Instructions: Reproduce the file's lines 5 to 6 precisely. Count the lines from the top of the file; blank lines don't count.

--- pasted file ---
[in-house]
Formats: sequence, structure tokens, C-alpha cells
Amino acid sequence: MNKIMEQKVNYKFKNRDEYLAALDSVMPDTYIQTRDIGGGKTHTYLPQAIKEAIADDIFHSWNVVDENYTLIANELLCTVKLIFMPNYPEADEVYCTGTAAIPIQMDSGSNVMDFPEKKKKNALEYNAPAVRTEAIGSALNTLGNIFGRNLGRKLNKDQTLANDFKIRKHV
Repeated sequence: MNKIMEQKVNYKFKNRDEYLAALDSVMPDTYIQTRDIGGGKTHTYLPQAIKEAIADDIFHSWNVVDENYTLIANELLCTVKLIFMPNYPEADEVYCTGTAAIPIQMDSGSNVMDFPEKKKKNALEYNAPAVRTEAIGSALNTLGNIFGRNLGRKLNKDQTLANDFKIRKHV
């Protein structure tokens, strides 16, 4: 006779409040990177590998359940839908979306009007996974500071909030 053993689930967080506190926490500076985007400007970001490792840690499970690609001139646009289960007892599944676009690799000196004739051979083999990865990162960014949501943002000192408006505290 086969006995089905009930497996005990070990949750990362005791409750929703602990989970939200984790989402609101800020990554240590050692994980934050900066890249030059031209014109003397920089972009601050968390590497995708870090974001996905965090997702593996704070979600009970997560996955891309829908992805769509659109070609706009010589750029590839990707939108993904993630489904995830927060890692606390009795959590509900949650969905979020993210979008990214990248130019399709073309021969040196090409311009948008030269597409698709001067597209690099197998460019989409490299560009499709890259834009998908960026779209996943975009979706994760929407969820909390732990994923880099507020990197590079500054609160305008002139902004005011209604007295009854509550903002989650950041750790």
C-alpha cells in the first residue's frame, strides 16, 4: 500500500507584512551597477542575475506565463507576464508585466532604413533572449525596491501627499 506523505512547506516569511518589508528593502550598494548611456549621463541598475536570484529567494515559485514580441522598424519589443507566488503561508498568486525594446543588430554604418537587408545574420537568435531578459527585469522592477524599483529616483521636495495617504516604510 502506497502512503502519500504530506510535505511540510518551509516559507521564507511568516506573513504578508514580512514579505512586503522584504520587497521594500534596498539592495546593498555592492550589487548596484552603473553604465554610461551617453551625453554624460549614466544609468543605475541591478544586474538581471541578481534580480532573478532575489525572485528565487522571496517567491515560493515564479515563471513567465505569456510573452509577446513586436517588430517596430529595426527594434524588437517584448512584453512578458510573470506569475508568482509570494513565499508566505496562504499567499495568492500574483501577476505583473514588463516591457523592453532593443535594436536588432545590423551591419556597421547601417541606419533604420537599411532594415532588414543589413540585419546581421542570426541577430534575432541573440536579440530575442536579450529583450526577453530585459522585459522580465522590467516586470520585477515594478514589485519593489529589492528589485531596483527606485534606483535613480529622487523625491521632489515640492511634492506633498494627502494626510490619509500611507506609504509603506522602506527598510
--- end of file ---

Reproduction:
């Protein structure tokens, strides 16, 4: 006779409040990177590998359940839908979306009007996974500071909030 053993689930967080506190926490500076985007400007970001490792840690499970690609001139646009289960007892599944676009690799000196004739051979083999990865990162960014949501943002000192408006505290 086969006995089905009930497996005990070990949750990362005791409750929703602990989970939200984790989402609101800020990554240590050692994980934050900066890249030059031209014109003397920089972009601050968390590497995708870090974001996905965090997702593996704070979600009970997560996955891309829908992805769509659109070609706009010589750029590839990707939108993904993630489904995830927060890692606390009795959590509900949650969905979020993210979008990214990248130019399709073309021969040196090409311009948008030269597409698709001067597209690099197998460019989409490299560009499709890259834009998908960026779209996943975009979706994760929407969820909390732990994923880099507020990197590079500054609160305008002139902004005011209604007295009854509550903002989650950041750790």
C-alpha cells in the first residue's frame, strides 16, 4: 500500500507584512551597477542575475506565463507576464508585466532604413533572449525596491501627499 506523505512547506516569511518589508528593502550598494548611456549621463541598475536570484529567494515559485514580441522598424519589443507566488503561508498568486525594446543588430554604418537587408545574420537568435531578459527585469522592477524599483529616483521636495495617504516604510 502506497502512503502519500504530506510535505511540510518551509516559507521564507511568516506573513504578508514580512514579505512586503522584504520587497521594500534596498539592495546593498555592492550589487548596484552603473553604465554610461551617453551625453554624460549614466544609468543605475541591478544586474538581471541578481534580480532573478532575489525572485528565487522571496517567491515560493515564479515563471513567465505569456510573452509577446513586436517588430517596430529595426527594434524588437517584448512584453512578458510573470506569475508568482509570494513565499508566505496562504499567499495568492500574483501577476505583473514588463516591457523592453532593443535594436536588432545590423551591419556597421547601417541606419533604420537599411532594415532588414543589413540585419546581421542570426541577430534575432541573440536579440530575442536579450529583450526577453530585459522585459522580465522590467516586470520585477515594478514589485519593489529589492528589485531596483527606485534606483535613480529622487523625491521632489515640492511634492506633498494627502494626510490619509500611507506609504509603506522602506527598510